(A BosNewsLife/Worthy News Special Investigation)
By Stefan J. Bos, Worthy News Chief International Correspondent
KABUL, AFGHANISTAN (Worthy News)-- An Afghan man who faced the death penalty for converting from Islam to Christianity has been released on bail after international pressure, but concerns remain about his safety, his friends confirmed to Worthy News and its news partner BosNewsLife Friday, April 8.
Shoaib Assadullah, 23, was reportedly detained October 21 in the city of Mazar-e-Sharif for giving the Bible's New Testament to a man who later reported him to local authorities. While jailed, Assadullah said in letters seen by BosNewsLife that he was physically abused and receiving death threats from fellow inmates.
Afghan officials did not comment on his release.
Friends said they still fear for his safety as Muslims planned new protests Friday, April 8, against last month's burning of a Koran at a church in the U.S. state of Florida. Several other demonstrations against the torching of what Muslims regard as a holy book left at least 24 dead, including seven United Nations employees.
There were fears Friday, April 8, the protests could put additional pressure on Assadullah and other Christian converts in Afghanistan.
BosNewsLife News Agency said Friday, April 8, it had temporarily pulled a photo of Assadullah after friends expressed concerns he may be recognized by angry crowds. The news agency did not yet release names of sources that contacted BosNewsLife citing security concerns.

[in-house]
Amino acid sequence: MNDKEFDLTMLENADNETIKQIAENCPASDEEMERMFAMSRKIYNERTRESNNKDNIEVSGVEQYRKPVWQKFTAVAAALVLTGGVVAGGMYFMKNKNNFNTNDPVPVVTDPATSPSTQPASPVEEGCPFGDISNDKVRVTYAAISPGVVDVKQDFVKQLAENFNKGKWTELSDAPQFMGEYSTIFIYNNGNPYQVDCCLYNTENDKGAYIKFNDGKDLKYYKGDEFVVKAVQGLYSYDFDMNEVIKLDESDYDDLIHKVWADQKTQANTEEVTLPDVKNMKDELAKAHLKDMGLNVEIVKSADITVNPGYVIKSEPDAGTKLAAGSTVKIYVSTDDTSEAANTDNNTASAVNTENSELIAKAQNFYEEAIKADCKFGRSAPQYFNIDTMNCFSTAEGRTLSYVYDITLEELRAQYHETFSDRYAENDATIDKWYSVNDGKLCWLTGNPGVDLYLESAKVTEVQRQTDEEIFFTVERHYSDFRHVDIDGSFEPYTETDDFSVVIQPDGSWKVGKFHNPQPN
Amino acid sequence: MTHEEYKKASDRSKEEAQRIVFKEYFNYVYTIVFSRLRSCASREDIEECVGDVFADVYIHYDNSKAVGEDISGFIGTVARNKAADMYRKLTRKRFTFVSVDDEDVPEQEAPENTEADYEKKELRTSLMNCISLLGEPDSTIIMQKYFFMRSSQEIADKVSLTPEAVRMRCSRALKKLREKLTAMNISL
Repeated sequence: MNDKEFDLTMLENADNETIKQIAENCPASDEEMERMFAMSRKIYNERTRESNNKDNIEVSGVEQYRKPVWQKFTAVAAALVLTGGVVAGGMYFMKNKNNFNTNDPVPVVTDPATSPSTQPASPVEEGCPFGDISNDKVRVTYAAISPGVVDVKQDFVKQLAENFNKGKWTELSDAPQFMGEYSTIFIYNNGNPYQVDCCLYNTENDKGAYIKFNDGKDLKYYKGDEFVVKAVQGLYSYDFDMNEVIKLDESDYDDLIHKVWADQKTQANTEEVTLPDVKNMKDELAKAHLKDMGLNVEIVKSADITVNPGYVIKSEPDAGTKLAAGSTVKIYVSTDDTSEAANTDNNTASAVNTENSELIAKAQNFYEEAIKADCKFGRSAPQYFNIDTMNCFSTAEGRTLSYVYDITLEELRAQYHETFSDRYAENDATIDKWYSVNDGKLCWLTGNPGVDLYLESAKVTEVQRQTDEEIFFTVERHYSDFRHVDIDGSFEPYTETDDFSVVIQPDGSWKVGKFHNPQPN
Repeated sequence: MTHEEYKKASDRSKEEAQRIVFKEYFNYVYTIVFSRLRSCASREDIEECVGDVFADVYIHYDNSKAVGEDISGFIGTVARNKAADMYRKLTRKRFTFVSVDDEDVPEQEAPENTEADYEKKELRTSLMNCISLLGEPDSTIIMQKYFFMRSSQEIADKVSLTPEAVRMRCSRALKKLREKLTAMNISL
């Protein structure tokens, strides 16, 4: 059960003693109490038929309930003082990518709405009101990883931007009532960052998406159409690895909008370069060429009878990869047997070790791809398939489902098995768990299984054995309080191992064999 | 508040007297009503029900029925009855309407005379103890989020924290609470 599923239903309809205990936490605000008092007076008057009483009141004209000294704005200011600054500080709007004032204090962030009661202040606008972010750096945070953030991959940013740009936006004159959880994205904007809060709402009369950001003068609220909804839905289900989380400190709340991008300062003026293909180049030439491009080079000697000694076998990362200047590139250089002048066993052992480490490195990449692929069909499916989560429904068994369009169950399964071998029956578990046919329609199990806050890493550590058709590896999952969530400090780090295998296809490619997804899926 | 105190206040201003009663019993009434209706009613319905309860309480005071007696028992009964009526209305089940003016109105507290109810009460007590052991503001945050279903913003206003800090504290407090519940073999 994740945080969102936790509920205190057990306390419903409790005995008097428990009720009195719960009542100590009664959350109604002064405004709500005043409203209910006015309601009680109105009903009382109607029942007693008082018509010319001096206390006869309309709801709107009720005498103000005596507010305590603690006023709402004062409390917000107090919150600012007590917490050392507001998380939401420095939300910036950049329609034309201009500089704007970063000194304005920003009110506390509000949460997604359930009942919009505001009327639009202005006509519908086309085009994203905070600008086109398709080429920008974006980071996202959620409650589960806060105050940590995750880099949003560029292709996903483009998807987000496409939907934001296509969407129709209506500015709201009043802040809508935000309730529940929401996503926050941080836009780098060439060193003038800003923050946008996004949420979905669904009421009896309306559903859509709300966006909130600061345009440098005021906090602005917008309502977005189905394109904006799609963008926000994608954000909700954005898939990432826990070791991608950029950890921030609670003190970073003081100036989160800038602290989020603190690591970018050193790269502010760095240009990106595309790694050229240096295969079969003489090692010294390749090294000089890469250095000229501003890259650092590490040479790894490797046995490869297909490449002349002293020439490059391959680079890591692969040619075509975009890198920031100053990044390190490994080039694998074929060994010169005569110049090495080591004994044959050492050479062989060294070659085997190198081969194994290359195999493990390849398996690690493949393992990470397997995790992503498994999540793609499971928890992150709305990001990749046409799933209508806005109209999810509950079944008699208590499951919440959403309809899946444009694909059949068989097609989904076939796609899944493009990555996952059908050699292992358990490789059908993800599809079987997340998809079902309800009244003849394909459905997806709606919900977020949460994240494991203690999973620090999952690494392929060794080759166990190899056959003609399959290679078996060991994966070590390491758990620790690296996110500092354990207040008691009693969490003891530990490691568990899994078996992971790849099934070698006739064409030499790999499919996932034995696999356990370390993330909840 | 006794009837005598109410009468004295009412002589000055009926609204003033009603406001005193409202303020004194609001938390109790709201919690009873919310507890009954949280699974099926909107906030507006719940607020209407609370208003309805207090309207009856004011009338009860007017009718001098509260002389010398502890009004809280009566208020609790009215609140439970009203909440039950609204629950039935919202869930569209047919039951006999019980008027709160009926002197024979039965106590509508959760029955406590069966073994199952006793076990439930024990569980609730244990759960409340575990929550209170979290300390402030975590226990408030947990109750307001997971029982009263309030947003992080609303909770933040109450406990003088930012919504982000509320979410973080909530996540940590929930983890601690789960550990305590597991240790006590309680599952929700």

It was not immediately clear when and if Assadullah would face a new trial. He did not address media directly yet, apparently amid fears for his safety.
Authorities have confined Assadullah to an area in northern Afghanistan where last Friday, April 1, a dozen people were killed in an attack on the U.N. compound in Mazar-e-Sharif, the capital of Balkh province, BosNewsLife learned.
Despite the difficulties, Assadullah reportedly said he wants to "continue to live and serve God in Afghanistan."
Assadullah is the second Christian to be released from prison after Said Musa, another convert,who was quietly granted asylum in Europe in February after what he called an "abusive" nine month detention.
Christian Musa was detained in May when a local television network aired footage of Afghans being baptized and participating in prayer gatherings.
The broadcast led to a nationwide crackdown against Muslim converts to Christianity, several rights groups said.
While Afghanistan’s constitution upholds freedom of religion, "apostasy", or abandoning Islam, is tried under Islamic law and punishable by death, according to experts.
There were indications Friday, April 8, that the release of the Christians followed Western diplomatic pressure and publicity.
Among those pressuring the Afghan government was the Netherlands where Dutch Prime Minister Mark Rutte pledged he would do everything in his power to prevent executions of Christian converts, BosNewsLife learned.
His cabinet also announced an expert would join a police force to investigate possible religious rights violations in Afghanistan.
The opposition ChristenUnie (ChristianUnion) party had said it would only back a planned Dutch police mission in Afghanistan if the government pressured the country to release Christian converts and improve religious rights.
While its contribution is relatively small, the Netherlands is viewed as a key ally of the United States in rebuilding the country and the fight against militant Taliban and al-Qaida groups.
In latest statements, United States President Barack Obama and Afghan President Hamid Karzai have also condemned an explosion of Islamic violence in Afghanistan, following the torching of a Koran, although they did not directly address the reported persecution of Christian converts in the country.
There may be as many as 10,000 Christian converts in heavily Islamic Afghanistan, according to Christian rights activists.